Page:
Mike is equally passionate about his nearest neighbor, the only other address on the lane, Jack London State Historic Park, where he sits on the board to help ensure that the park stays viable no matter what the stumbling blocks. He bikes or hikes there almost every day, breathing the fresh Sonoma air and absorbing the essence of another prescient farmer, Jack London, who brought exhausted land back to life, financed through his popular books and stories. Mike must also be absorbing some of his way with words as he muses about what the park means to Sonoma when he said to the Kenwood Press, “It is the heart of Sonoma Valley – and also its lungs. The vast natural landscape, ecologically vital to the Sonoma County watershed, serves as an environmental buffer protecting the surrounding areas. The Valley of the Moon breathes more clearly with Jack London State Historic Park at its center.”
Does biodynamicfarming make a difference?
Kathy Benziger says you can taste the difference biodynamic farming makes in every bottle of Benziger wine and, indeed, the wines are clean tasting with an undeniable complex intensity. At a recent tasting we first sampled the Signaterra West Rows Chardonnay ($32), harvested in the unusually cool 2011 that allowed for a long hang time for allow the flavors of summer peaches and apricots to develop. Originating in a protected area of Carneros the wine was aged beautifully in French oak to give it creamy overtones but with a Burgundian style with relatively low sugar at harvest. We tasted two different Pinot Noirs, including the 2010 Signaterra Bella Luna Pinot Noir ($50) from the cool climate of the Russian River, rich with spice and soft tannins that got a two-thumbs-up from half of our party. The very different 2011 de Coelo Quintas Pinot Noir ($75), made with grapes from a rugged hilltop near the misty waters of Bodega Bay expressed tea flavors and bright acidity that appealed greatly to the other half of the table with a split decision—different flavors for different palates. We all agreed, however, that the elegant 2009 Tribute ($80), a Bordeaux blend of primarily Cabernet Sauvignon, was stunning, with balanced velvety tannins and multifaceted flavors of graphite, minerals, berries and pepper.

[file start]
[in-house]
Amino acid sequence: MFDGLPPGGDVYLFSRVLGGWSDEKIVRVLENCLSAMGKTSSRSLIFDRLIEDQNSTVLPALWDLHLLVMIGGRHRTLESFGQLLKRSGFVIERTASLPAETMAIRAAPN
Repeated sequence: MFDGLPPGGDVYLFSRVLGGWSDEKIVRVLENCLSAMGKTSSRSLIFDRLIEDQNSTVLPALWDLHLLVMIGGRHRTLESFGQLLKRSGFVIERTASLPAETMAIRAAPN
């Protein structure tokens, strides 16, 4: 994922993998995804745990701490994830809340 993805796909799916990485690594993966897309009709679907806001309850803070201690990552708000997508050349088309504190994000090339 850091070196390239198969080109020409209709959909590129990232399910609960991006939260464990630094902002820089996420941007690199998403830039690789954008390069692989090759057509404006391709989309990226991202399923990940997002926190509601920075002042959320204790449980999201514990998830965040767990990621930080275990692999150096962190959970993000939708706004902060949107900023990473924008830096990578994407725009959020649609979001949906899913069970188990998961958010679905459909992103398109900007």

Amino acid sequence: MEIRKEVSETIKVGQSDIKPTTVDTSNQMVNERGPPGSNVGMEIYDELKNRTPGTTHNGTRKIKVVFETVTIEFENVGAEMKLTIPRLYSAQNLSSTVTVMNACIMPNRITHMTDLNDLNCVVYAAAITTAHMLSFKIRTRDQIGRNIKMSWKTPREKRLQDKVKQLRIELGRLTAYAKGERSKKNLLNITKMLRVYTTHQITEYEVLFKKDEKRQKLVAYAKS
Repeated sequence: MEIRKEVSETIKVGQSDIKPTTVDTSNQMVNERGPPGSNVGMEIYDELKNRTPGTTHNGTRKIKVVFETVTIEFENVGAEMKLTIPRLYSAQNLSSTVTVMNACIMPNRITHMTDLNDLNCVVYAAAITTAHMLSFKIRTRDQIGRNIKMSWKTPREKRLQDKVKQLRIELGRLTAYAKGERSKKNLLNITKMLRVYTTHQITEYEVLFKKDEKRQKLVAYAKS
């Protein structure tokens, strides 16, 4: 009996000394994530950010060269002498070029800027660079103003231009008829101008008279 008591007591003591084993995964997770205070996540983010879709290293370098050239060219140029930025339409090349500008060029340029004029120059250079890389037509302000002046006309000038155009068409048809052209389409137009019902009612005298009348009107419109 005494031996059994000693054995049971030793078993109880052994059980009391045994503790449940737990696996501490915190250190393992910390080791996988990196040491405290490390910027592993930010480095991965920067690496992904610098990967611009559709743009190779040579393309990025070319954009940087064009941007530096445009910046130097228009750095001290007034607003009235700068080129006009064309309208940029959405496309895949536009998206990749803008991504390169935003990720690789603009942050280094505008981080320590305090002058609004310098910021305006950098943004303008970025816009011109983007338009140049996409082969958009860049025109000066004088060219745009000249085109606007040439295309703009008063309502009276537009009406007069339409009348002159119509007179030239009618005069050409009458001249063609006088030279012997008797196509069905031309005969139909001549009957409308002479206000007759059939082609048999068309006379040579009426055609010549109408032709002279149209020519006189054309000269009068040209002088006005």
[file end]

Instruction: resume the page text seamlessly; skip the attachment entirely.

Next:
The Benziger kin are plowing success into their fields while spreading the seed of biodynamics, thriving as a family-run business in an era of consolidation that is seeing the rapid rise of mega-conglomerates. The resulting wines are the most effective way to demonstrate that being green is compatible with fine winemaking.
Benziger Family Winery
883 London Ranch Rd
Glen Ellen, CA 95442
To reach Benziger Family Winery from San Francisco by car (approximately 1 – 1.5 hours, depending on traffic and other conditions):
- Cross the Golden Gate Bridge and follow US 101 North
- Take exit #460A/Napa/Vallejo onto CA-37 East
- Bear left on CA-121 North (Arnold Drive) toward Sonoma
- Continue on 116 West (Arnold Drive)
- Continue on Arnold Drive to Glen Ellen
- Turn left on London Ranch Road until you reach the winery